The Second Crusade's failure resulted in fewer sources. Three narratives exists: Odo of Deuil’s De Ludovici VII profectione in Orientem, Sugar’s Life of Louis VII, and Otto of Freising’s Gesta Friderici. William of Tyre was absent from the Levant, but sought information to explain the failure. Historians now consider that, during this period, crusading expanded to include fighting the pagan Slavs in northern Europe, and the Moors in the Iberian Peninsula which is recorded in De expugnatione Lyxbonensi and the work known variously as theTeutonic Source or Lisbon Letter. The papal master-plan against Slavs east of the river Elbe has Helmold of Bosau's account. The Third Crusade is more celebrated because of the involvement of Richard I of England and its relative success. Itinerarium peregrinorum et Gesta Regis Ricardi has a contested relationship with the "Latin Continuation" of William of Tyre. Ambroise claimed to be an eyewitness leaving long poem in Old French. Informative Anglo-Norman writers include:

Only Gesta Philippi Augusti of Rigord provides the French perspective. German chroniclers recorded the journey of Emperor Frederick I until his death including the Historia de expeditione Friderici imperatoris supposedly by Ansbert. A monk from the Norwegian monastery of Tønsberg records the voyage of a Danish- Norwegian fleet in Historia de profectione Danorum in Hierosolymam. Narratio de primordiis ordinis Theutonici describes the foundation of the German hospital at Acre that became the Teutonic Order.[25]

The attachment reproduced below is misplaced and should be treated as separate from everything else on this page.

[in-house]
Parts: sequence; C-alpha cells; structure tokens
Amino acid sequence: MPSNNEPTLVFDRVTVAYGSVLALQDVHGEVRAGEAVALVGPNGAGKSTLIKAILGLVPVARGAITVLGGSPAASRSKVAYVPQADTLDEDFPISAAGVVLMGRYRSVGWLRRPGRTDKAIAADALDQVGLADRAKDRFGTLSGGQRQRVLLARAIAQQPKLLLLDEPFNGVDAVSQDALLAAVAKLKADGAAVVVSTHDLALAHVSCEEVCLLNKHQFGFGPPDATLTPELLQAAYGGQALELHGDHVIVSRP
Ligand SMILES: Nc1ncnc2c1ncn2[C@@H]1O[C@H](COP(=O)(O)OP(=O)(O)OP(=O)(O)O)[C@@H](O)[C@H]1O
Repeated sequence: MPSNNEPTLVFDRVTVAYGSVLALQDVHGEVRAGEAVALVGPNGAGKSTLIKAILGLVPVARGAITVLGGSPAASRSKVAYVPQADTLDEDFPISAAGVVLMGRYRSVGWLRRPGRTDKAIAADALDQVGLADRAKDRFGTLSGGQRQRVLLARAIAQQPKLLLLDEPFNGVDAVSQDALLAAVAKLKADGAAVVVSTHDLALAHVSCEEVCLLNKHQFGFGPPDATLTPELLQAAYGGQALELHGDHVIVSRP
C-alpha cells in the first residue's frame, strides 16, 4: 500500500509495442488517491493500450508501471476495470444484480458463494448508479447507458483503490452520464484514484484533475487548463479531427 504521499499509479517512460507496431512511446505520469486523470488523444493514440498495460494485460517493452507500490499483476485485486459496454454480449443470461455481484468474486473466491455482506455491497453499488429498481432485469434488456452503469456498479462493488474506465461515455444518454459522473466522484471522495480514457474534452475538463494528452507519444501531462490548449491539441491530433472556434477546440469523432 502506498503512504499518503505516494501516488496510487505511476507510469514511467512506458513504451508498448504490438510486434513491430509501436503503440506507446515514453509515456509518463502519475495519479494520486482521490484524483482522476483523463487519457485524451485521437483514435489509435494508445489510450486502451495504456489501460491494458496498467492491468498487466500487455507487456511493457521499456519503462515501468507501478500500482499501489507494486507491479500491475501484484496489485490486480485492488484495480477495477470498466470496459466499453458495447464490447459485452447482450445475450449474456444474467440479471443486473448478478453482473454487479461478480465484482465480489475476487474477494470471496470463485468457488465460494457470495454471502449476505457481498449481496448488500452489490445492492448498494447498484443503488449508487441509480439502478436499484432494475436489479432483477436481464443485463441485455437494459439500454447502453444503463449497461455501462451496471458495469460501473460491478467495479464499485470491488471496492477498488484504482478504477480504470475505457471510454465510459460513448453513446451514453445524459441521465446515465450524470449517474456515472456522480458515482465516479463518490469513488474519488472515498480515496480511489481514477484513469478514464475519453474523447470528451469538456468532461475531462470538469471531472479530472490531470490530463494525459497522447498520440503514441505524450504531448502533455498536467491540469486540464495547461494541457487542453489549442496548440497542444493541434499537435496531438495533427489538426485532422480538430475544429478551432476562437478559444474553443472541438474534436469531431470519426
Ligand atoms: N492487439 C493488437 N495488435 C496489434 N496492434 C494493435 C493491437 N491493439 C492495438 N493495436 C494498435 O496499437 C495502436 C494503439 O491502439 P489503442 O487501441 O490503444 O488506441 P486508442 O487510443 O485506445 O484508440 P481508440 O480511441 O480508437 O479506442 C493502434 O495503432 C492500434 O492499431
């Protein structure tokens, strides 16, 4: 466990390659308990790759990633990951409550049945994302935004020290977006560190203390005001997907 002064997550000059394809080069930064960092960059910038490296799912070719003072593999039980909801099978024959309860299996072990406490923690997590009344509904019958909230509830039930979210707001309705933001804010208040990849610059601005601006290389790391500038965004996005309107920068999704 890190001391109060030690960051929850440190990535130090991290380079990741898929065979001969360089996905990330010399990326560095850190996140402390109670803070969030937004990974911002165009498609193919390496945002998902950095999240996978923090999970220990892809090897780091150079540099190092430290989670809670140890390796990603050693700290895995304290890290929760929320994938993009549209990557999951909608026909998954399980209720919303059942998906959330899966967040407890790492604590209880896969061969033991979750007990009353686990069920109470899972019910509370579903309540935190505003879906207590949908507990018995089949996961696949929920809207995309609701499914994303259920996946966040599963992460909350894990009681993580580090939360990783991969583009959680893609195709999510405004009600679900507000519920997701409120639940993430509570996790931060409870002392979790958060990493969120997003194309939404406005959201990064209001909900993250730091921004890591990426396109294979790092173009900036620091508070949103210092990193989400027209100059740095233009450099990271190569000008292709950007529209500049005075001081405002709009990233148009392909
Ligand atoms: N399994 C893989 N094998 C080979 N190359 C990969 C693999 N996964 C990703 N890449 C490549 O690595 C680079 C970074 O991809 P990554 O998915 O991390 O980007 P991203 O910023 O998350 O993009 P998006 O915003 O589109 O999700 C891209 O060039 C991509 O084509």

13th–15th-century sources[edit]

Louis VIII of France capturing Marmande, from the sole surviving manuscript of the Song of the Albigensian Crusade

Geoffrey of Villehardouin’s Conquête de Constantinople is an authoritative, detailed and firsthand "top-down" account of the Fourth Crusade (1202–1204) and Frankish Greece. Robert of Clari’s similarly titled work adds a counterpoint from the lower orders but it is partial and unreliable while being occasionally a useful correction. These two works are complemented by the anonymous probably Rhineland Devastatio Constantinopolitana illustrating the disillusionment of poorer crusaders. The triumphal return of crusaders and their loot is covered in three sources:

Gesta Innocentii III is an uncritical biography of the pope. Accounts of the Latin settlement in the Empire of Constantinople and Frankish Greece are limited. Villehardouin’s account was continued by Henry of Valenciennes. The Chronicle of the Morea is the key source for Frankish central and southern Greece in the 13th and the 14th fourteenth centuries and Assises de Romanie evidence legal systems.[26]

Three works document the Albigensian Crusade, from 1209 until 1219, against the Cathars of southern France: